May 29, 2024
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Choni Ha-Me’agel (c. 100 BCE)

There is a well-known story in Mishnah Taanit 3:8:

“[The people] said to Choni Ha-Me’agel: Pray that rain should fall. He said to them: Go out and bring inside the ovens used to roast the Paschal lambs so that they will not dissolve [as rains will fall]. He prayed, and no rain fell. What did he do? He drew a circle (“ag ugah”) and stood inside it and said before God: ‘Master of the Universe, Your children have turned their faces toward me, as I am like a member of Your household…I will not move from here until You have mercy upon Your children.’ Rain began to trickle. He said: ‘I did not ask for this, but for rain to fill the cisterns, ditches, and caves.’ Rain began to fall furiously. He said: “I did not ask for this (damaging rain), but for rain of benevolence, blessing, and generosity.” Subsequently, the rains fell in the standard manner…”

It is very interesting that Choni and his success praying for rain is mentioned in Josephus, writing around 100 CE. According to Josephus, Choni died in the context of the conflict between the Hasmonean brothers Hyrcanus II and Aristobulus II. The year was 63 BCE and the issue was who would rule after their mother Shlomtziyon’s death a few years earlier. Choni was captured by the followers of Hyrcanus, and was asked to pray for the demise of their opponents who were being besieged.

Here is the story (Antiq. XIV, 2): “Now there was a certain Onias, who, being a righteous man and dear to God, had once in a rainless period prayed to God to end the drought, and God had heard his prayer and sent rain. This man hid himself when he saw that the civil war continued to rage, but he was taken to the camp of the Jews and was asked to place a curse on Aristobulus and his fellow rebels, just as he had, by his prayers, put an end to the rainless period. But when in spite of his refusals and excuses he was forced to speak by the mob, he stood up in their midst and said: “O God, king of the universe, since these men standing beside me are Thy people, and those who are besieged are Thy priests, I beseech Thee not to hearken to them against these men nor to bring to pass what these men ask Thee to do to those others.” And when he had prayed in this manner, the villains among the Jews who stood round him stoned him to death.” (They did not approve of his “brotherly” approach.)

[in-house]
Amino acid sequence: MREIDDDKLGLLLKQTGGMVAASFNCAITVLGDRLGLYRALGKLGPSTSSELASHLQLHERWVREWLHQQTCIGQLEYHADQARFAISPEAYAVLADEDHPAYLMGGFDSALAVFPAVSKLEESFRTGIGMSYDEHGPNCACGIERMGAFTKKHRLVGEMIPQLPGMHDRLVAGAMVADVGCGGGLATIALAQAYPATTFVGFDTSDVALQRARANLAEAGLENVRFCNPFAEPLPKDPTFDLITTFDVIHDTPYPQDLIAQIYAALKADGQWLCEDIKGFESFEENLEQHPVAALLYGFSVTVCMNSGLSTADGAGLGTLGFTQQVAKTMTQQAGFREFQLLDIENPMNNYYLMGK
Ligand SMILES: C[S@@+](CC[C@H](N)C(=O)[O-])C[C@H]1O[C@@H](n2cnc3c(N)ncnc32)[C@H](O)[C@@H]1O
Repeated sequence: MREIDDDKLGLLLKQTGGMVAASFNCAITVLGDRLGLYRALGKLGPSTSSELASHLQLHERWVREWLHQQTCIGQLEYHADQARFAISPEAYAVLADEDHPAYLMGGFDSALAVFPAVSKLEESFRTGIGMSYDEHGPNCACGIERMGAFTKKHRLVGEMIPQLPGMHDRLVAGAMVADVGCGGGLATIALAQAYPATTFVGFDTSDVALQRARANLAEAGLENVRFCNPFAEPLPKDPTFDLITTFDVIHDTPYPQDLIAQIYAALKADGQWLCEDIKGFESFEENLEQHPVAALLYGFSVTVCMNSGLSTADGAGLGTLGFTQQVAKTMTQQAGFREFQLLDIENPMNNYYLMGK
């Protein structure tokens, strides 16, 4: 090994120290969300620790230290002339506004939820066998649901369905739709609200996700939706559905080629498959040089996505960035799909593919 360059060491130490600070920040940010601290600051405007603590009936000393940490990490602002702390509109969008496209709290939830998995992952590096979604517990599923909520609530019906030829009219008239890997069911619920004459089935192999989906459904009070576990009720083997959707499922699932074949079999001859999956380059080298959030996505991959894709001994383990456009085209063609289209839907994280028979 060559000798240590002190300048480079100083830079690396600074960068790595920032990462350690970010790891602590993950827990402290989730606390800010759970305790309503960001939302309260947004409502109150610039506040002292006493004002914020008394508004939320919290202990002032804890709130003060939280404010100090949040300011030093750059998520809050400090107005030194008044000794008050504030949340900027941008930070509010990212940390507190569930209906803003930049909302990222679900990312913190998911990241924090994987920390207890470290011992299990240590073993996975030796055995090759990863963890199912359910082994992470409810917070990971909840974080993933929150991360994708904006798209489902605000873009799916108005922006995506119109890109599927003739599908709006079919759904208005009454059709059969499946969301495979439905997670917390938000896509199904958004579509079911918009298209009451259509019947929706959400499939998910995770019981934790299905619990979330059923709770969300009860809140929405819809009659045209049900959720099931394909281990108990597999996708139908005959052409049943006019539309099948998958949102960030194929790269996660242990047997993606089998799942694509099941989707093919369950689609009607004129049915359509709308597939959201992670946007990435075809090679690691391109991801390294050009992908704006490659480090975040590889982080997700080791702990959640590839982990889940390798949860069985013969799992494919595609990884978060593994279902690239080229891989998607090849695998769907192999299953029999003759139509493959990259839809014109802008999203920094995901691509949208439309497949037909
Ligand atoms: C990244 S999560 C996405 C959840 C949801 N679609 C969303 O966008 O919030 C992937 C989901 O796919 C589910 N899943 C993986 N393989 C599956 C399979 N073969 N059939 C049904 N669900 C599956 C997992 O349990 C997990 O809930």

Taanit 23a tells a different story about Choni’s death:

“Rabbi Yochanan said: This righteous man [Choni] was troubled throughout the whole of his life concerning the meaning of the verse, ‘A Song of Ascents: When the Lord brought back those that returned to Zion, we were like dreamers.’ [Choni asked]: ‘Is it possible for 70 years to be like a dream? How could anyone sleep for 70 years?’

One day Choni was journeying on the road and he saw a man planting a carob tree. He asked, ‘How long does it take to bear fruit?’ The man replied: ‘Seventy years.’ Choni then further asked him: ‘Are you certain that you will live another seventy years?’ The man replied: ‘I found carob trees in the world; as my forefathers planted those for me, so I too plant these for my children.’